Art Industry News: Museum Curators Are More Widely Trusted Than Judges or Scientists, Per a New Survey + Other Stories

Plus, the director of the Parrish Art Museum departs after less than a year, and new research may rewrite the history of Ethiopian art.

Curator Karen Serres at London's Courtauld Gallery on March 18, 2015. (Photo by Ian Gavan/Getty Images for Eurostar)

Art Industry News is a daily digest of the most consequential developments coming out of the art world and art market. Here’s what you need to know this Thursday, December 23.


Inside the Freakonomics of the Art Industry – Freakonomics author Stephen Dubner has released a three-part podcast deep-dive into “the Hidden Side of the Art Market.” Having come out the other side, he likens the industry’s strange and opaque machinations to the diamond trade. “Diamonds are plentiful, they’re not at all rare,” he explained. “That’s another case where supply is purposefully constrained by dealers, and intense and emotional marketing creates a demand that drives the price up well beyond what any normal person would think that piece of not-very-beautiful rock is worth.” His final verdict is that the art market’s winners are, unsurprisingly, mega-galleries, top-selling artists, and a handful of museums. The losers? Those accepting poorly paid jobs as they try to climb the industry ladder. (The Art Newspaper)

How Do We Reckon With the Prices for Young Artists? – Speaking of the nonsensical art market, Scott Reyburn asks: have price and value parted ways entirely? For young artists, the answer may be yes. “At present, it becomes almost impossible to objectify the construction of the prices for many young artists, apart from emphasising the importance of the demand for new names,” says Jean Minguet, the head of art econometrics at Artprice. (TAN)

Curators Are Among the Most Trusted Professionals – Say what you will about museum scandals, they seem to have done little to dampen the public’s trust in art professionals. The latest edition of the Ipsos MORI Veracity Index, Britain’s longest-running poll on trust in professions, found that museum curators were the fifth-most trusted, behind nurses, librarians, doctors, and teachers. Who are curators more trusted than? The surprisingly long list includes judges, engineers, scientists, and professors. (Hyperallergic)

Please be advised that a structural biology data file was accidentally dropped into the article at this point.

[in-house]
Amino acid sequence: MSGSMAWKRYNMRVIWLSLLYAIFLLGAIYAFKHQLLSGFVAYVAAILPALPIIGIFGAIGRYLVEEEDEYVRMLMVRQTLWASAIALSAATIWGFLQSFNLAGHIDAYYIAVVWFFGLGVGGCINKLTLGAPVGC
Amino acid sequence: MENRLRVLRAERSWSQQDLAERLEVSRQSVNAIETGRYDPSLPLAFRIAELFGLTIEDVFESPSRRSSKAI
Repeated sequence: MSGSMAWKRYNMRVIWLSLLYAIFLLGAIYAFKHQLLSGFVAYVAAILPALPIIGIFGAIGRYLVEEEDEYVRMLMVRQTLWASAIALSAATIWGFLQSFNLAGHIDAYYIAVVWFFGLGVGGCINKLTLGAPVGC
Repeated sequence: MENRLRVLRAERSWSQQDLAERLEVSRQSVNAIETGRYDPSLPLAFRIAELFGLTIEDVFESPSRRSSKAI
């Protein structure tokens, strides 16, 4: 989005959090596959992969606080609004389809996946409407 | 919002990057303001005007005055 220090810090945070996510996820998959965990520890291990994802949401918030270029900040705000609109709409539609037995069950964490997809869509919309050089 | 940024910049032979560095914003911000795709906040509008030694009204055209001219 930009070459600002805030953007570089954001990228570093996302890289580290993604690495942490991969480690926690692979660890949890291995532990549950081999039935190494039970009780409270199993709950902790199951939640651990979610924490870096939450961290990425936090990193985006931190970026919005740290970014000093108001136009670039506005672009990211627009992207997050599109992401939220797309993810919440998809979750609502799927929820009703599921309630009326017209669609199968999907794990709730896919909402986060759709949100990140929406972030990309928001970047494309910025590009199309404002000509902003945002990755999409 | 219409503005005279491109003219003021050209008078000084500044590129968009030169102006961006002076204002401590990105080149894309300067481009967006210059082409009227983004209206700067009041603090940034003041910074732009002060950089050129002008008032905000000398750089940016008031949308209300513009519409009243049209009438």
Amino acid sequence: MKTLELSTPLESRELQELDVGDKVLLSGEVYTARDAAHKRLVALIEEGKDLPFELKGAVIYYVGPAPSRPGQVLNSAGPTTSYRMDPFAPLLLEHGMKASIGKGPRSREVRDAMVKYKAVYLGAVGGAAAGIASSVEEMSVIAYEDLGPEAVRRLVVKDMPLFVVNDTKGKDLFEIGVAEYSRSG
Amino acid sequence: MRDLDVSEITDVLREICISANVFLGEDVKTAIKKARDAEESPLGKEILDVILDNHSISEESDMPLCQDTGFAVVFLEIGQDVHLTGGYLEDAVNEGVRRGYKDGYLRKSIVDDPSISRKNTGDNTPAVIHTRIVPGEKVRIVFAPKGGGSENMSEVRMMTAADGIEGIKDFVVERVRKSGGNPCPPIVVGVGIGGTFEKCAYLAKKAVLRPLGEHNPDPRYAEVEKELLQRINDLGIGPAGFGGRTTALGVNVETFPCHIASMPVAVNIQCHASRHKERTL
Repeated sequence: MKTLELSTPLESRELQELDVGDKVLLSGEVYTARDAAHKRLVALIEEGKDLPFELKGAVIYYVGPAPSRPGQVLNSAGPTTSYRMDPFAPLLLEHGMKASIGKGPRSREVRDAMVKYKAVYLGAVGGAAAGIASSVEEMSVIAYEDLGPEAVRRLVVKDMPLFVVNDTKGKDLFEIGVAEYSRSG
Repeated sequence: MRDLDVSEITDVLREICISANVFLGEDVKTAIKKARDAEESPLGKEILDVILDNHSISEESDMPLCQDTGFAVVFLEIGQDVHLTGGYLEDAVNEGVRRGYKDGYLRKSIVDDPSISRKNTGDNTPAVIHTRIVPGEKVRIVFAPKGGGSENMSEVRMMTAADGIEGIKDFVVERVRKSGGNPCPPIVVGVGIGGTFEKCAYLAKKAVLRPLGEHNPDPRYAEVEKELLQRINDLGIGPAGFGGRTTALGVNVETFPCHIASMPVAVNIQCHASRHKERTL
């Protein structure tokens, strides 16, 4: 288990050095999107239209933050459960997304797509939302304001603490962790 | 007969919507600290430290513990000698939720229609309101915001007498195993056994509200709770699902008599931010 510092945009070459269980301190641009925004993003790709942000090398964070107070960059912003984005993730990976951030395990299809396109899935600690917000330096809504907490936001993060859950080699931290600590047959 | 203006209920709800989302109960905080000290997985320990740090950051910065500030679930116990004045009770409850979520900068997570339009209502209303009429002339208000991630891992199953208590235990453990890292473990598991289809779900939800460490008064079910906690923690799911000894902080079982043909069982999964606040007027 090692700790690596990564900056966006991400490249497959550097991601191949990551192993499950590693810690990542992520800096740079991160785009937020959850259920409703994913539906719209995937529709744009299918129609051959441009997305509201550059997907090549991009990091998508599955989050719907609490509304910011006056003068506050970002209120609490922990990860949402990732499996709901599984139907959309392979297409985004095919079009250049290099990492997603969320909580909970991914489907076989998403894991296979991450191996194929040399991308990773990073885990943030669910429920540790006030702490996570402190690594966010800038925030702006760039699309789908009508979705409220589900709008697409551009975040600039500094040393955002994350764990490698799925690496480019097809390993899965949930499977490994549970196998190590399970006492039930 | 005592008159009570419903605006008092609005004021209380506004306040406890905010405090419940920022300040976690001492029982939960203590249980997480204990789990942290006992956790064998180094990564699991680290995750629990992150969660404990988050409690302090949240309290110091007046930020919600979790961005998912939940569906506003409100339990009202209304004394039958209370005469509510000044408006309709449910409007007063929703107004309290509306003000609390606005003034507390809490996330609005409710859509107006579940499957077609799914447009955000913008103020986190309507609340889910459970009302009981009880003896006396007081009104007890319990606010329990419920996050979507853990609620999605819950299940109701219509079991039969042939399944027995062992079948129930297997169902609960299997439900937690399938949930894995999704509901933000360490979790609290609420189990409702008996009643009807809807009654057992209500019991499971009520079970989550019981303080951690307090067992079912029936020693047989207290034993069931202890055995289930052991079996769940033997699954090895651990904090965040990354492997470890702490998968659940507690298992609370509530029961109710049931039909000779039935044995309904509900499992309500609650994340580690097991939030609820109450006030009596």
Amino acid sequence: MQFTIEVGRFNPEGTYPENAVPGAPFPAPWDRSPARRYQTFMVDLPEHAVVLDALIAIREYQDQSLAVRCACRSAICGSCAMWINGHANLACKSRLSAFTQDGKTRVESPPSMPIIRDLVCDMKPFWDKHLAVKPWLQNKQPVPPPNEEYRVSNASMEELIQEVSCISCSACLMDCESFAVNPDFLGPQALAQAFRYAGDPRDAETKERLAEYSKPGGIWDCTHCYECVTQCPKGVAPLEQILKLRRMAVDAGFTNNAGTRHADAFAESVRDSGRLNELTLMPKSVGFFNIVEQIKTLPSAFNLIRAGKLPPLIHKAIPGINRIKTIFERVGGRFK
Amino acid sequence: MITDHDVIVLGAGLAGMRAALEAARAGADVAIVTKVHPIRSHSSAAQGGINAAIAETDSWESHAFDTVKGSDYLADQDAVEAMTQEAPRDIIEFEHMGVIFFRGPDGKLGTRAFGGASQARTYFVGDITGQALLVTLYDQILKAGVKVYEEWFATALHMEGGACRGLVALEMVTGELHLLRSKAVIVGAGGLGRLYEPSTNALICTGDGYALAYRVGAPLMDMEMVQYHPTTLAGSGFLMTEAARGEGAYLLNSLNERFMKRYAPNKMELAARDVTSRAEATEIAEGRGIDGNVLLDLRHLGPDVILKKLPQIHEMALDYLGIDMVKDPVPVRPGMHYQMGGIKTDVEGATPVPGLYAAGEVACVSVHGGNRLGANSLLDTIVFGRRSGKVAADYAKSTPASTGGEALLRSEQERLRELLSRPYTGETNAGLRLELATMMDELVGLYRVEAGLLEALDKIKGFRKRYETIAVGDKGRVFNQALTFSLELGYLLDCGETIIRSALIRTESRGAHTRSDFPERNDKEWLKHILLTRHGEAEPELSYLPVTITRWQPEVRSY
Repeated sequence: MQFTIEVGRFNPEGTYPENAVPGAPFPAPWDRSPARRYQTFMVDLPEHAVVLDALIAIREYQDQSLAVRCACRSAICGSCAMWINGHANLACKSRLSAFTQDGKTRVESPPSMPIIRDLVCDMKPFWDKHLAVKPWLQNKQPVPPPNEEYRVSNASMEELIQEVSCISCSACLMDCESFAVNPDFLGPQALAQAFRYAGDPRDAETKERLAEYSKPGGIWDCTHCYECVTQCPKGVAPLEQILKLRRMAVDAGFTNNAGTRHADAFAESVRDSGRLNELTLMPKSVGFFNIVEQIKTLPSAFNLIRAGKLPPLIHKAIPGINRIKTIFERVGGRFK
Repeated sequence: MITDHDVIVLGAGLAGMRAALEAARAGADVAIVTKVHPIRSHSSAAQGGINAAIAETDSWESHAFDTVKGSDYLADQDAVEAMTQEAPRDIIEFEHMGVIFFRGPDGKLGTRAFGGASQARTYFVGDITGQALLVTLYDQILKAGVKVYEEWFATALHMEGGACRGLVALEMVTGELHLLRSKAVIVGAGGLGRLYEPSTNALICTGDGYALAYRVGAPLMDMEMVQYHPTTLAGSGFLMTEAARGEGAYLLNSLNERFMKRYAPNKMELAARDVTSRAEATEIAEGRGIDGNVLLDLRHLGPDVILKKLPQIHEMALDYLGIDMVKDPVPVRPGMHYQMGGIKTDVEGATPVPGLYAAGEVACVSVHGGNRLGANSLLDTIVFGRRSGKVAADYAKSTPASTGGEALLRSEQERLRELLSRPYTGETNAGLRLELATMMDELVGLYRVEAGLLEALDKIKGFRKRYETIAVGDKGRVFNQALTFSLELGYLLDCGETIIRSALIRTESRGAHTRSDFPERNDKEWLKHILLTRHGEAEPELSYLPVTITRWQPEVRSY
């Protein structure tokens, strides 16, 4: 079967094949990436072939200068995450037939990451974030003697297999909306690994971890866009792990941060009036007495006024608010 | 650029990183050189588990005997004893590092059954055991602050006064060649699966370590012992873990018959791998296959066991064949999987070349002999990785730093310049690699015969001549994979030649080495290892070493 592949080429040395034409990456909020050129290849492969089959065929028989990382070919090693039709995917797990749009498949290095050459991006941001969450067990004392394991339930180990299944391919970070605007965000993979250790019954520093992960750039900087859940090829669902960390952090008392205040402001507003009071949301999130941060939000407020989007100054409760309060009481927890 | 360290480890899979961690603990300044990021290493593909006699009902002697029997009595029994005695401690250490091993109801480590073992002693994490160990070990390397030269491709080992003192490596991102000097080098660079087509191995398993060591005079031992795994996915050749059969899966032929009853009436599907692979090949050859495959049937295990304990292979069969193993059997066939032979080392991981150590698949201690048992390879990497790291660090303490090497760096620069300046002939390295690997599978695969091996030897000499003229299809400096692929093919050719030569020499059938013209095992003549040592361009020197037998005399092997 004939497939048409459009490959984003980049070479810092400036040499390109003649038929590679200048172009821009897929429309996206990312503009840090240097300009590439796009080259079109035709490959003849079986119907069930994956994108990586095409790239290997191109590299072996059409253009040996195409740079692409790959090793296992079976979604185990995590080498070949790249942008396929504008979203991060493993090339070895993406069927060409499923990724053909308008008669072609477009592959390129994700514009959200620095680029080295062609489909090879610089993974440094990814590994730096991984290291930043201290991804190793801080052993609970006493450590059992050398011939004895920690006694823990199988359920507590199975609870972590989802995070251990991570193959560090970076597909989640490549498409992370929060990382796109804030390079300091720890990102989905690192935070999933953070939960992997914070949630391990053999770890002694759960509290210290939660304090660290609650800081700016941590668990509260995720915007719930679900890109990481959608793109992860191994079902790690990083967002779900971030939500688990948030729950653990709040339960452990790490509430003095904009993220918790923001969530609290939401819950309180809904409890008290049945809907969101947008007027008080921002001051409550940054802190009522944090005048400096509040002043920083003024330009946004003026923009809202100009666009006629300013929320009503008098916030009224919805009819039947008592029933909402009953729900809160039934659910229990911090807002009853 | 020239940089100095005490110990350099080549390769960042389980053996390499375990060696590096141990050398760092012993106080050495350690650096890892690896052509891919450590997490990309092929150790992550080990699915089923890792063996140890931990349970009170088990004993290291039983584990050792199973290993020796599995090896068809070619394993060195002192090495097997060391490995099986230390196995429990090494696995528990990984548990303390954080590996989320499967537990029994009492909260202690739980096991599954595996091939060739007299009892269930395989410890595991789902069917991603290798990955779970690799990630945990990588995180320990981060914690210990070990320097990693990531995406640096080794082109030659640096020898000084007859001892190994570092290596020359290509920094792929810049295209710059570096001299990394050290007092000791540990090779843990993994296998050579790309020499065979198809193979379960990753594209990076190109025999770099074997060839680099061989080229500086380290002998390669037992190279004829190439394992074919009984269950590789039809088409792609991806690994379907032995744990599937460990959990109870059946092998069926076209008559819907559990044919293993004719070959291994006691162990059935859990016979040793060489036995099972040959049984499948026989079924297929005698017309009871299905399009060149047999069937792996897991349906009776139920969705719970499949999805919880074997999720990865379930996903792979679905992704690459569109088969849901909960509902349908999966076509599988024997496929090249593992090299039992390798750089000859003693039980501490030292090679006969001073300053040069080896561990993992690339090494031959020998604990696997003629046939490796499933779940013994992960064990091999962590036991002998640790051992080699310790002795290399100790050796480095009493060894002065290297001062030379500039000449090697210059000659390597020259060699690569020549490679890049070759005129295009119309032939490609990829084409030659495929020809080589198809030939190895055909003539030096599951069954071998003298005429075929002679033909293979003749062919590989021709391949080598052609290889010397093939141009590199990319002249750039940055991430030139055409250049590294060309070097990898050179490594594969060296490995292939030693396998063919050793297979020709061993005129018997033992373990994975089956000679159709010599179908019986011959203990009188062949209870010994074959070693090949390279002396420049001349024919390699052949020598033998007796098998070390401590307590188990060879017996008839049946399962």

Was This Ethiopian Icon Done By an Italian? – A French art historian has a theory that Ethiopia’s oldest religious icon, thought to have been made in Byzantium in the mid-1400s, might actually have been made by an Italian artist in the 14th century. In his new book, Jacques Mercier argues that the triptych, Image of Our Lord Jesus Christ, has similarities to the art of the Italian city of Siena from the earlier period but also appeals to Ethiopian tastes, suggesting that a Sienese goldsmith painted it in Ethiopia. The theory would make the object one of the earliest direct artistic links between Europe and Sub-Saharan Africa after Roman times. (TAN)


Parrish Director Departs in Record Time – Kelly Taxter has left her post as director of the Parrish Art Museum in the Hamptons after less than a year on the job. No reason was given publicly; Parrish board president Mary E. Frank told ARTnews it was “the right thing to do at this point in time.” Taxter, who previously worked as a curator at the Jewish Museum, began the role in March 2021. (ARTnews)

Norwegian Artist Opens Gallery – One of Norway’s wealthiest artists, Kjell Erik Killi Olsen, has opened a cutting-edge art center in his conservative hometown of Trondheim, near the Arctic Circle. The inaugural show at Kjøpmannsgata Ung Kunst (KUK) has been curated by Elmgreen & Dragset with curator Rhea Dahl. The gallery, which provides artists with an exhibiting fee and production costs, takes a 40 percent commission from sales to support its operation. (TAN)

Possible Caravaggio Gets Protected Status – A small painting withdrawn from an auction in Spain in April has been granted protected status as an item of cultural interest while experts examine whether it could be an original Caravaggio worth as much as €50 million ($56.6 million). Spain’s culture ministry previously barred its export; its status has now been upgraded by the city of Madrid. (Guardian)

Felix Releases Exhibitor List – While some European fairs are pushing off dates in early 2022, Felix in Los Angeles is forging ahead. The fair has announced its 60-gallery lineup, including more than 20 first-timers, from Broadway (New York), Misako and Rosen (Tokyo), and One Trick Pony (Los Angeles), to The Ranch (Montauk). The event runs February 17 to 20 at the Hollywood Roosevelt Hotel. (Press release)


Drake Pays Tribute to Virgil Abloh With Tattoo – Toronto-based studio Ganga Tattoo has revealed that it inked the the rapper with an homage to the late creative genius Virgil Abloh, who died last month after a quiet battle with cancer. The image is based on a photograph of Abloh throwing a kite down a Louis Vuitton runway in 2018. Drake was one of many celebrities and thinkers who mourned Abloh’s loss, writing in a tribute on his Instagram, “My plan is to touch the sky 1,000 more times for you.” (Complex)


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